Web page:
Collaborating to Compete: Clusters in Action

Cluster success is often the result of collaboration, more than just the agglomeration of anchor firms, R&D labs, incubators and accelerators, and disrupting organizations. Regions with clusters that actively collaborate within and between one another are more competitive.

As firms continue to face new challenges from technological, economic, and political shifts, clusters remain a driving catalyst that can create sustainable levels of innovation and economic growth. Firms, at the heart of active clusters, with the support of those within the cluster ecosystem, can weather the changing dynamics of the global marketplace.

TCI 2018 explores the collaboration that is happening within clusters and the opportunities to work together towards shared prosperity.


TCI 2018 has four sub-themes: 


Regional economic development and inclusive prosperity

As clusters flourish and grow, particularly in urban centres, governments and firms must consider how to balance this growth with inclusive prosperity to ensure that those inside and outside of these areas are benefiting from increased competitiveness and prosperity.

This sub-theme considers clusters as a way to spur regional economic development and inclusive prosperity by focusing on smart specialization, mobilizing talent and diversity, creating networks for innovation to connect those outside of a region or cluster, and building infrastructure and smart cities that enable continued growth and inclusivity. This sub-theme also examines the role of cluster managers, businesses, and government in fostering economic growth and prosperity. 

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Mobilizing talent and diversity

In the midst of technological, economic, and political shifts, such as the movement towards Industry 4.0, changes in trade agreements and markets, and the onslaught of automation, clusters and corresponding actors can stay resilient by mobilizing their talent and retaining leaders.

These shifts are also enabling the creation of emerging clusters, which require new and diverse sets of skills and competencies. Often these skills and competencies are scarce within a region and therefore immigration and infrastructure (e.g., affordable housing, reliable public transit, and attractive taxation regimes) are integral to maintaining the growth trajectory of an emerging cluster.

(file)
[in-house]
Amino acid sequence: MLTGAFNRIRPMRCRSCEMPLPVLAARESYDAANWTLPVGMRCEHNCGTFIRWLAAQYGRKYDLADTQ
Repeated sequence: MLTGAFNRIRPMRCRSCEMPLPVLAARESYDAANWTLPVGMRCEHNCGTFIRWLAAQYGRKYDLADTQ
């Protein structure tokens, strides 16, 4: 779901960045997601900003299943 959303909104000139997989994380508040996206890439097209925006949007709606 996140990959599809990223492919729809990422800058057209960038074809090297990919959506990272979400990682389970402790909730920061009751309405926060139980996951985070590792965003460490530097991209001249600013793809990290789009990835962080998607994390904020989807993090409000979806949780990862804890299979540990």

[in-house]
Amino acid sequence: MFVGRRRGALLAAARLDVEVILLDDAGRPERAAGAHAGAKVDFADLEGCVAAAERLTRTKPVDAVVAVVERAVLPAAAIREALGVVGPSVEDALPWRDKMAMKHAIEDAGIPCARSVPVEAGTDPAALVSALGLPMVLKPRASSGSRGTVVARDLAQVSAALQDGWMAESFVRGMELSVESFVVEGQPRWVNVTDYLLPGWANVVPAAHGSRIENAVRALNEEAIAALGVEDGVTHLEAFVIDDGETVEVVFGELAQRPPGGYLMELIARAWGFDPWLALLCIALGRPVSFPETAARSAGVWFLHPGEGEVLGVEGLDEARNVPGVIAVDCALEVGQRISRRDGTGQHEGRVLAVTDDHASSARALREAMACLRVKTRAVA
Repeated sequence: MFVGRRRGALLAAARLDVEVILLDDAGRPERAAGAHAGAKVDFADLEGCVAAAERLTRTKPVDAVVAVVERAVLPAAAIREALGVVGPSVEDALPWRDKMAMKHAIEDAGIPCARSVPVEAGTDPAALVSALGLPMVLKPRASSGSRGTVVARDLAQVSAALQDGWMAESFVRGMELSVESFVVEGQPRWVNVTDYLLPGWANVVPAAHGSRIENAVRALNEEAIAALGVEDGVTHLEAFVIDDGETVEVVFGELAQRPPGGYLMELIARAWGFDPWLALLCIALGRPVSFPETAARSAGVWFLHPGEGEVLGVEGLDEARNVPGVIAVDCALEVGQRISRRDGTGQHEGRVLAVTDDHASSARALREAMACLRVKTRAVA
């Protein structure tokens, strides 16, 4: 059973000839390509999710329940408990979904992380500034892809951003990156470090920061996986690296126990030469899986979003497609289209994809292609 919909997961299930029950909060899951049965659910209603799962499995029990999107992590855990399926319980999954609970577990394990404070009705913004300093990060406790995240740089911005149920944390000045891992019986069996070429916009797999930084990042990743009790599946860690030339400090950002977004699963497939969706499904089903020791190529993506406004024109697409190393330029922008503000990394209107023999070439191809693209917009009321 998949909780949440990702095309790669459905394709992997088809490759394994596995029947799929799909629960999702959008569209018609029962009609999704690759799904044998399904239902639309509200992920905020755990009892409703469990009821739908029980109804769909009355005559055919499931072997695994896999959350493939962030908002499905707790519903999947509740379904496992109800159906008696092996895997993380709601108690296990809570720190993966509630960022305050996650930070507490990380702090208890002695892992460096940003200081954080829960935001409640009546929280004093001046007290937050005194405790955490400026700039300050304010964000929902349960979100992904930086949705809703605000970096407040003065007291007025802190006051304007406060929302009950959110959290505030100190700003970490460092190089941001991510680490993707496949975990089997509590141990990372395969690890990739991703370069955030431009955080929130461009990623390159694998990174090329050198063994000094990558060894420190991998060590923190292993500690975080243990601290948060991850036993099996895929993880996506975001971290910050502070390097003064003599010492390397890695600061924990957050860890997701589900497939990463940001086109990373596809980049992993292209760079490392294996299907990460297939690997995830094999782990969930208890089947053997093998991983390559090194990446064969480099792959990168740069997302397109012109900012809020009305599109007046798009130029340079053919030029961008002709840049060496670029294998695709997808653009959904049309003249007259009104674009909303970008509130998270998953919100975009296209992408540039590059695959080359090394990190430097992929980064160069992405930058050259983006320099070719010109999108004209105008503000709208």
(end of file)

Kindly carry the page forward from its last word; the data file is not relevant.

Scaling up within cluster ecosystems

As firms continue to grow, government, research organizations/universities, incubators and accelerators, and other firms within the cluster play a vital supporting role in their continued success. The interactions and collaboration between those within a cluster ecosystem are crucial to a firm’s ability to scale. Often, traditional competitors within a cluster cooperate (known as ‘co-opetition’) to create shared value and innovations that outweigh any costs of working together.

This sub-theme investigates how inclusion within a cluster ecosystem can enable accelerated growth that firms and regions need to remain competitive.

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Designing collaborative networks for innovation

Innovation is one of the key outcomes of collaboration within and between clusters. Innovations produce added value to the customer in the form of new or better products, services, and processes. Fostering the interactions that can lead to greater levels of effective collaboration can be done within networks. These networks can take many forms, including formal or informal, industry or production chain, global linkages, and university-business linkages. Networks can cross geographical and spatial boundaries and can therefore connect clusters across towns, cities, regions, and macro-regions (e.g., Great Lakes Region, Baltic Sea Region).

This sub-theme explores the many ways that innovation occurs within these networks. It also considers how to design these networks to overcome barriers and maximize collaboration to generate the desired innovation for shared value. Finally, this sub-theme examines the results of collaboration within these networks, including opportunities for international trade.